The sequel to The Matrix is being keenly awaited by many of the film's fans - geeks, sci-fi addicts, as well as those who just love stylish violence. But also lining up outside cinemas will be those who see the film as a work about religion.
In a quiet moment in The Matrix, our hero Neo talks with one of his new crewmates, Cypher. Neo is still getting used to the news that all he ever knew was an illusion fed into his head by the computers who now enslave humanity, and that according to the leader Morpheus he is The One destined to deliver us.
No end to the religious parallels found in the film
"Did he tell you why you're here?" asks Cypher.
"Jesus! What a mindjob! So you're here to save the world."
It turns out that Cypher is right on all three counts. Yes, Neo has to save humankind. Yes, it is a job for the mind over computer-simulated matter. And yes, he is Jesus.
In most Hollywood movies it would be ridiculous to pick out hidden meanings in such throwaway lines. But The Matrix is not most Hollywood movies. Dazzled by the stupendous effects, the sci-fi story, the kung fu and the "guns, lots of guns", it is easy to miss the fact that The Matrix is also a spiritual film, saturated with religious symbolism.
Neo's mission, foretold by prophets, is to reveal the truth that will set humankind free. And if that's not messianic enough for you, he gives his life for others and then rises from the dead more powerful than ever. He even ends the movie ascending to heaven.
So you're here to save the world?
Then there are the little clues scattered across the film. The hull of their ship bears a plate reading "Mark III No. 11". For those who don't take a Bible to the cinema with them, Mark 3:11 reads, "Whenever the unclean spirits saw him, they fell down before him and shouted, 'You are the Son of God!'"
Another is right at the beginning. Neo, the ace computer hacker, hands a valuable disk over to a caller.
"Hallelujah!" is the response. "You're my saviour, man. My own personal Jesus Christ."
There is no end to the biblical parallels that have been found. There are names like Trinity and Zion. There is a baptism and a betrayal. After a while though, the parallels start to get rather debatable, and more to the point nerdish.
The truth is that The Matrix is a pot pourri - you can't pin it to any one religious system
But where the jury is really out is on the spiritual message of the film. What does The Matrix "believe"?
Many see it as a Christian allegory, which is natural enough because it draws so much on the life of Jesus. Others question that though, because some pretty essential elements of Christianity are missing.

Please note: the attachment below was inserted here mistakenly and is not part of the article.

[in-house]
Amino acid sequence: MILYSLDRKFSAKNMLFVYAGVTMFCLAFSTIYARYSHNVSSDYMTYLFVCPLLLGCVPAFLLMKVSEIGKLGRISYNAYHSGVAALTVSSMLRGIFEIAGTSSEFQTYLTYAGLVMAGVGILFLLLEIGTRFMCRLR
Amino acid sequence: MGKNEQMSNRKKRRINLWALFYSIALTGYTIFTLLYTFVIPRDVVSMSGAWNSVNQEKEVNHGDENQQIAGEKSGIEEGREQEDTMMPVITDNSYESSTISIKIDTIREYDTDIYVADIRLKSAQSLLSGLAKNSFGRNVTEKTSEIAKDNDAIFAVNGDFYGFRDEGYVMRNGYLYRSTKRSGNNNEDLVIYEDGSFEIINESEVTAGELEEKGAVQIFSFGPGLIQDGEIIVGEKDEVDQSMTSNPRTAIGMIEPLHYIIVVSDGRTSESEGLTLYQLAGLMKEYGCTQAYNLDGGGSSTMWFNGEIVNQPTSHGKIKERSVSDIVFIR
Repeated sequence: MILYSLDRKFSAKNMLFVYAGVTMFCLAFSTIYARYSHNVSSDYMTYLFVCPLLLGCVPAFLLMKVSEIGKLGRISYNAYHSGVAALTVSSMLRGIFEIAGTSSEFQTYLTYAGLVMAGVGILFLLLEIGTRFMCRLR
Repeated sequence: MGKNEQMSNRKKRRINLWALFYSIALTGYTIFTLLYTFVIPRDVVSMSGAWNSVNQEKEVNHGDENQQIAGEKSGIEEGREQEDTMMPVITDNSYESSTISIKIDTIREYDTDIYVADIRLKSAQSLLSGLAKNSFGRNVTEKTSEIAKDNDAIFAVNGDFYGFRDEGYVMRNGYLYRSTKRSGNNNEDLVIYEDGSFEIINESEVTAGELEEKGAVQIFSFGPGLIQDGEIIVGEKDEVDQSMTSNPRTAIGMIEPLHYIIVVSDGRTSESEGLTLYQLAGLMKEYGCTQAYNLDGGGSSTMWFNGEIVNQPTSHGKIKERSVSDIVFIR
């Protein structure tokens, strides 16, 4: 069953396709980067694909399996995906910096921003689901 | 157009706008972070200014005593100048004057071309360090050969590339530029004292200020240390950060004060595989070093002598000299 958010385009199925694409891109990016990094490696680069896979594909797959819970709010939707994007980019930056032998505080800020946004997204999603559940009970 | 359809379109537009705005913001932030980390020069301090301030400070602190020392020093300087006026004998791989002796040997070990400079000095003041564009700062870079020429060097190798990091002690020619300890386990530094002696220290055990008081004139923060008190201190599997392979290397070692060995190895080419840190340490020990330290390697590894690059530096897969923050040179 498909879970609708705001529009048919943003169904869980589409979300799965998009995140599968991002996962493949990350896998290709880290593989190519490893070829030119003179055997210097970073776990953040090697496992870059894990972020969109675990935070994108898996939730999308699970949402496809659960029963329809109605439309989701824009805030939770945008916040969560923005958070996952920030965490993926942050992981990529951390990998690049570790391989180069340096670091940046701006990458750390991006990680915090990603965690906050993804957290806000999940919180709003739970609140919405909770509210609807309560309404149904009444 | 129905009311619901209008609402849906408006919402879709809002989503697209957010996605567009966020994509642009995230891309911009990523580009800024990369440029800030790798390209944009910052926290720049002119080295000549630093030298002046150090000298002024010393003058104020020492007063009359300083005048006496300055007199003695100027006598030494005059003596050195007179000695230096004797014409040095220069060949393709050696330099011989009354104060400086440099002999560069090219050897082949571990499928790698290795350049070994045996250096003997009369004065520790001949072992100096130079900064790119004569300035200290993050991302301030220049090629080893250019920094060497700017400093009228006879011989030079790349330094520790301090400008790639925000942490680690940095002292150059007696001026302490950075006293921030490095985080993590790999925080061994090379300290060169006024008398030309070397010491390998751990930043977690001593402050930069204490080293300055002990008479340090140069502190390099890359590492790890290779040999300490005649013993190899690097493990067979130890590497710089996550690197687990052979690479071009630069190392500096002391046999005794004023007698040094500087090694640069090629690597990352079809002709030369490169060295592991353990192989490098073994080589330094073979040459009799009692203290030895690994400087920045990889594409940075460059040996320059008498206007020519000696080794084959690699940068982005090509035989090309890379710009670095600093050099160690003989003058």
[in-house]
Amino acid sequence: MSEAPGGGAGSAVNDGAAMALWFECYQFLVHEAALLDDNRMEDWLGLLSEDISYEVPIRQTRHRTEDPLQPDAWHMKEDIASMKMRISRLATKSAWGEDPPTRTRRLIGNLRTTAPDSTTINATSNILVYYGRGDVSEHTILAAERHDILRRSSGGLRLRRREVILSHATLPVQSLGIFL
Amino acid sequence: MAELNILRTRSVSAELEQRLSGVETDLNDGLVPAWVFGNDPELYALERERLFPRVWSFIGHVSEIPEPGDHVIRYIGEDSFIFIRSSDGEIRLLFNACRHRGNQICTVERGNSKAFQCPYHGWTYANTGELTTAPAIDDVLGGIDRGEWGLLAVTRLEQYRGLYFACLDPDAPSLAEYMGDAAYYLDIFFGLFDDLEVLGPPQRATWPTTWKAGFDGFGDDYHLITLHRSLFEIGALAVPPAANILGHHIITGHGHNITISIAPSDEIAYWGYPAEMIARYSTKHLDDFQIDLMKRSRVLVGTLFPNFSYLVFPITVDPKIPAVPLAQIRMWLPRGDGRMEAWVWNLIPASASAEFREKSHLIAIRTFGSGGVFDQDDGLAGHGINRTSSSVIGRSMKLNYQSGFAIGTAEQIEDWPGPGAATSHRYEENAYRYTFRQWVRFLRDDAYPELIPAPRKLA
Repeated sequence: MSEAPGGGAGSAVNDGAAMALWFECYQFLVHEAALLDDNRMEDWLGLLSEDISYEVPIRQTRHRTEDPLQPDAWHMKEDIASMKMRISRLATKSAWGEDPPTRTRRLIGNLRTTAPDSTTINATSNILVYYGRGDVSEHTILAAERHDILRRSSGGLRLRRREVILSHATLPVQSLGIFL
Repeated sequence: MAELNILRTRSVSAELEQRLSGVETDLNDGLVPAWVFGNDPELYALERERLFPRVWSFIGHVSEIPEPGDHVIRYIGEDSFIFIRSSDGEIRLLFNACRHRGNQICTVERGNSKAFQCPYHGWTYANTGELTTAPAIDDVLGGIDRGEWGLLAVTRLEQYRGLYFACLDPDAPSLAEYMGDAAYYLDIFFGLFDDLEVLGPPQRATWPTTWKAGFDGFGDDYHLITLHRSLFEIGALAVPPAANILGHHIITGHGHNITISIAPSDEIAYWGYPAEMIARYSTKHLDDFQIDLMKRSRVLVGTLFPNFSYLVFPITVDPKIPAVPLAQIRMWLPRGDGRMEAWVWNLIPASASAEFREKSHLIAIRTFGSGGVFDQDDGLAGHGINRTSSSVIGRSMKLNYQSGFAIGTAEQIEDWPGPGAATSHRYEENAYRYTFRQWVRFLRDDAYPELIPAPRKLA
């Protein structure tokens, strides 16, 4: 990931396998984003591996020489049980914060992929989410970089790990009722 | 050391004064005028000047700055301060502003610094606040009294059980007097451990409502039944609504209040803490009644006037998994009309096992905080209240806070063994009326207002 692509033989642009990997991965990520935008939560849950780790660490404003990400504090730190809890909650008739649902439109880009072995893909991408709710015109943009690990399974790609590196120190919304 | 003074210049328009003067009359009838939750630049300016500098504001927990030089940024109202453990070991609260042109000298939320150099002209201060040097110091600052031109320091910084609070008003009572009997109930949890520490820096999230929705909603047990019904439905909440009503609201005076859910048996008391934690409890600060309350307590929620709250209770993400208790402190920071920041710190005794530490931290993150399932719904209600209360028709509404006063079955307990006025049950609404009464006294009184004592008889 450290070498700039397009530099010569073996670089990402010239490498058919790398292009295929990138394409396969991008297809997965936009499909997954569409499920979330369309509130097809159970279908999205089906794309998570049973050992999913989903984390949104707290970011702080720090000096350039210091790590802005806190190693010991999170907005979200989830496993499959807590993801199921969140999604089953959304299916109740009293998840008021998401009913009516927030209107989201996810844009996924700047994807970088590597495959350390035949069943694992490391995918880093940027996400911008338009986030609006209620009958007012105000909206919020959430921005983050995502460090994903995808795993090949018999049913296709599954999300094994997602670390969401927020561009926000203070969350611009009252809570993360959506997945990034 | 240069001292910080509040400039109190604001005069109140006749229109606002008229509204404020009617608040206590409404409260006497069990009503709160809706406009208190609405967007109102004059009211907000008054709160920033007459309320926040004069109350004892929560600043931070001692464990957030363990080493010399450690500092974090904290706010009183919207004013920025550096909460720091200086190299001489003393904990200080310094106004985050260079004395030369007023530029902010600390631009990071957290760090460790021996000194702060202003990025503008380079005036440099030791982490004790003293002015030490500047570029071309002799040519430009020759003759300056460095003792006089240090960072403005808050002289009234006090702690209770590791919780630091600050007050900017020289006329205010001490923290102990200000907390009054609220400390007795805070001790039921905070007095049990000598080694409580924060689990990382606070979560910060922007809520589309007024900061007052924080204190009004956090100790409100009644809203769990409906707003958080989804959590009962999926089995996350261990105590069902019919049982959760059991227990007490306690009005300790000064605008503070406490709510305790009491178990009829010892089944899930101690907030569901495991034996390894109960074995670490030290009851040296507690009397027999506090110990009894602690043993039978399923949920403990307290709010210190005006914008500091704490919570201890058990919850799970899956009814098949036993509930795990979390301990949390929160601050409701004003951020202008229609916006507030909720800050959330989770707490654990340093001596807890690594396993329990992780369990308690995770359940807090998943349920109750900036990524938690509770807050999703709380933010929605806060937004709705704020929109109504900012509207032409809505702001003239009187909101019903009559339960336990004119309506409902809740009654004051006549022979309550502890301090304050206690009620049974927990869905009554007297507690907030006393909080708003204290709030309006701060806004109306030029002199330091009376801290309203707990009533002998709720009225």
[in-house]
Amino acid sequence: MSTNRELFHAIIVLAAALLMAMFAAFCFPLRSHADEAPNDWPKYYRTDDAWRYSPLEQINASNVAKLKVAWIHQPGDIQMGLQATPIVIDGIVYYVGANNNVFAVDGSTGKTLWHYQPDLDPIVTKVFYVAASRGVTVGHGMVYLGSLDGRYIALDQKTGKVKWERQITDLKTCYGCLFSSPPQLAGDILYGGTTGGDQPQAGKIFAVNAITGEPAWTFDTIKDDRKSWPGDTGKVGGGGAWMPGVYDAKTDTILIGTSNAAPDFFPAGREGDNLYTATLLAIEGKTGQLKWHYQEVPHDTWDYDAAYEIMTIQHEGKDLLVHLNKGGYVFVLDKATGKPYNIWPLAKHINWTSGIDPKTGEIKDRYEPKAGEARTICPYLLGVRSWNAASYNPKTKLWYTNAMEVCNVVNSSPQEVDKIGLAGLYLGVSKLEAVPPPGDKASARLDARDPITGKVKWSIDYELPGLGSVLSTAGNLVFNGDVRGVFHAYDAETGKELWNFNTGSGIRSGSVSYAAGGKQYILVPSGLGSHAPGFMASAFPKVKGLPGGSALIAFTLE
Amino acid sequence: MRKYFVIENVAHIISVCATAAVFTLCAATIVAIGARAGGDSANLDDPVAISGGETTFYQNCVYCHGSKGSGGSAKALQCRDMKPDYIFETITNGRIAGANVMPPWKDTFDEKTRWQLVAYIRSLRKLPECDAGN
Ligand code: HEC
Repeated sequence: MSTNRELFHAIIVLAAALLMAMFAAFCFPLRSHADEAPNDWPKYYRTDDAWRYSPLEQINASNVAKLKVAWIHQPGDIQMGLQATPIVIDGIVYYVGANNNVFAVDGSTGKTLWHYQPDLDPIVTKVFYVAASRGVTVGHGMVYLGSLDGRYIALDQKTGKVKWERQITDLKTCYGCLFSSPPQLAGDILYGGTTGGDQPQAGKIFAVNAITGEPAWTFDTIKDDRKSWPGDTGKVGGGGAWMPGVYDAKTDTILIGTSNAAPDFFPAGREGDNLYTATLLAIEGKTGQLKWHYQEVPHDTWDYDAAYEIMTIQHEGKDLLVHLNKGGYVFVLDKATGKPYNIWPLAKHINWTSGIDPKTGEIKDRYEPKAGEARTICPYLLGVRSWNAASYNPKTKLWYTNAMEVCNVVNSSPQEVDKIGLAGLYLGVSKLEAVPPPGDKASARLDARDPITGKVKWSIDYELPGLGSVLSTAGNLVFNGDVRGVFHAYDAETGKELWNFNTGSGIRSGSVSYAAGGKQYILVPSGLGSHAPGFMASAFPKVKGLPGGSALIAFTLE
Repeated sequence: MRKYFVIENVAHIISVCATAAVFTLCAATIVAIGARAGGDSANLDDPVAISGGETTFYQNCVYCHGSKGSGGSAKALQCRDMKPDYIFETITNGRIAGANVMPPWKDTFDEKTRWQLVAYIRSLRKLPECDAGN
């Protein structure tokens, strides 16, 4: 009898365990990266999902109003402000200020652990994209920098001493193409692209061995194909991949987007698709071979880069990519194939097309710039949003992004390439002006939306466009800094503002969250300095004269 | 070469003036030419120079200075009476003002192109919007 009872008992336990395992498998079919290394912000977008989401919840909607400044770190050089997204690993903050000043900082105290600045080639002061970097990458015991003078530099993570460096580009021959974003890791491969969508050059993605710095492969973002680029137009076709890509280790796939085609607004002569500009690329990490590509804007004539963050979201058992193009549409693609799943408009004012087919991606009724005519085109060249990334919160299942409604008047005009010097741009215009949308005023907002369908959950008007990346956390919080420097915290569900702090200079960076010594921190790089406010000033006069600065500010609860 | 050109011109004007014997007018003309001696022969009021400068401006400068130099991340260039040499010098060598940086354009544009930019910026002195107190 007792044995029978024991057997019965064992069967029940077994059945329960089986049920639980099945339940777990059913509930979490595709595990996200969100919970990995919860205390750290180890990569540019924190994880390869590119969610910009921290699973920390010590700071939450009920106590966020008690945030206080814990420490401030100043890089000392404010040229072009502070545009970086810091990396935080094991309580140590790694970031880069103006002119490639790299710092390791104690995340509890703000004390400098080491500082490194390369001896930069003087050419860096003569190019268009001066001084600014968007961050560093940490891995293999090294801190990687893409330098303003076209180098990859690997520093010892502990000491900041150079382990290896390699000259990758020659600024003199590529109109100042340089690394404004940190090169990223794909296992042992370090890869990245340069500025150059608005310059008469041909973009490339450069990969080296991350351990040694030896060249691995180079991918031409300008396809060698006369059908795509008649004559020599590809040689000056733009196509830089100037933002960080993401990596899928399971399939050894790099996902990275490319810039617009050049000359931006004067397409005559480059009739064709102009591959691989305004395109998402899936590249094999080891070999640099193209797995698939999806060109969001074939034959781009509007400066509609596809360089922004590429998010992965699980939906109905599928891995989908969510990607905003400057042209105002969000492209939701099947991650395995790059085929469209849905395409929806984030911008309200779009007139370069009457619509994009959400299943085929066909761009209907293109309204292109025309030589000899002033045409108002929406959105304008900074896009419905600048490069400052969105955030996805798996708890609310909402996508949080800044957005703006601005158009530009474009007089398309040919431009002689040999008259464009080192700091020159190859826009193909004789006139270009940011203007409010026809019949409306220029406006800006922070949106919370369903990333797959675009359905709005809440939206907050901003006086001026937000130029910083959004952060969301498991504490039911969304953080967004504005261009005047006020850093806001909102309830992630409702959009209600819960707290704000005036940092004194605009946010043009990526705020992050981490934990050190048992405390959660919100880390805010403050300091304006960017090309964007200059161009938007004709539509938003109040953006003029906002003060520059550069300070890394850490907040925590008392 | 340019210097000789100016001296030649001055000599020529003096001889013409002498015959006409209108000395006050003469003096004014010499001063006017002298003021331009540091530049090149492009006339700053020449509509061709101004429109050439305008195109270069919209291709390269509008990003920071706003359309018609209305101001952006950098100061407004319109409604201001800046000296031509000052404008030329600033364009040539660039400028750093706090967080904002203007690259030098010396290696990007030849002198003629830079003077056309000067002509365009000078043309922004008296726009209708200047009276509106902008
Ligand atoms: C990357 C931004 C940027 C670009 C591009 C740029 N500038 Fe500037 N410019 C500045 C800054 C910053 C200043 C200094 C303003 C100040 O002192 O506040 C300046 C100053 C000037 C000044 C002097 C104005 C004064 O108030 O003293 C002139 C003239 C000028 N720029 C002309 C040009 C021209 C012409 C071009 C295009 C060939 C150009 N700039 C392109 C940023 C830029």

For a start, there is no idea of sin, repentance, or forgiveness in The Matrix. Instead people just need to be liberated from illusion, which seems more Buddhist than Christian - although no allegory is perfect, so maybe we shouldn't read too much into that.
More seriously, there is no God in charge. Instead their lives are ruled by "fate". Again, this is more Buddhist than Christian, and so some scholars argue that the film is actually a Buddhist myth in Christian clothing.
Still others - and we're getting a tad obscure here for the moment - say the film is Gnostic. In the second century, many Gnostics embraced the story of Jesus, but changed the meaning. Instead of saving us from sin, he came to give us true "knowledge" which frees us from the material world.
And this issue of the material world is a crucial one. Both Buddhists and Gnostics hope to escape it into a good, peaceful, disembodied existence (or non-existence even), but when Neo escapes the Matrix he is not in Nirvana or heaven. He is in a scorched earth, far grimmer and more solid than the Matrix, and he is not supposed to escape this one, but to liberate it.
And this brings us back to Christianity again, which claims that the world is basically good, though spoiled, and should not be escaped but repaired.
So where does this leave us? The truth (with a small t) is that The Matrix is a pot pourri.
You can't pin it to any one religious system. The Wachowski brothers have taken ingredients from various spiritual recipes in our melting-pot world, and made something all their own. Good luck to them.
But what does The Matrix believe?
In fact it's hard to pin the film down to saying anything very much by way of a clear spiritual message. It does make a few points. "Wake up" is one that every religion would agree with. "Open your eyes to the spiritual dimension of life."
Another, equally uncontroversial, is that like Neo and unlike Cypher we should prefer uncomfortable truth to comforting illusion. Far more controversial is that, as Neo says in his closing speech, we are called to live a life free from all rules.
But the real point of all the religion in The Matrix is not to preach a sermon. It is to bring lots of different religious images and ideas, throw them together, and see what a good story they can make. Which is what they do. In a culture that is often thought to have lost interest in religion, The Matrix shows how compelling it can be.
Do you agree? Add your comments - or examples of religious parallels in the film - using the form below.
Your comments so far:
What excited me most about the film was the concept of reality. What is actually real? Do the people around you actually exist or are you the only actual living creature living in a world of your own imagining?
To quote Morpheus in the first film,
"You take the blue pill, you wake up in your bed, and believe, whatever you want to believe."
Jon Cording, England
Nah, I still say it's about "guns, lots of guns".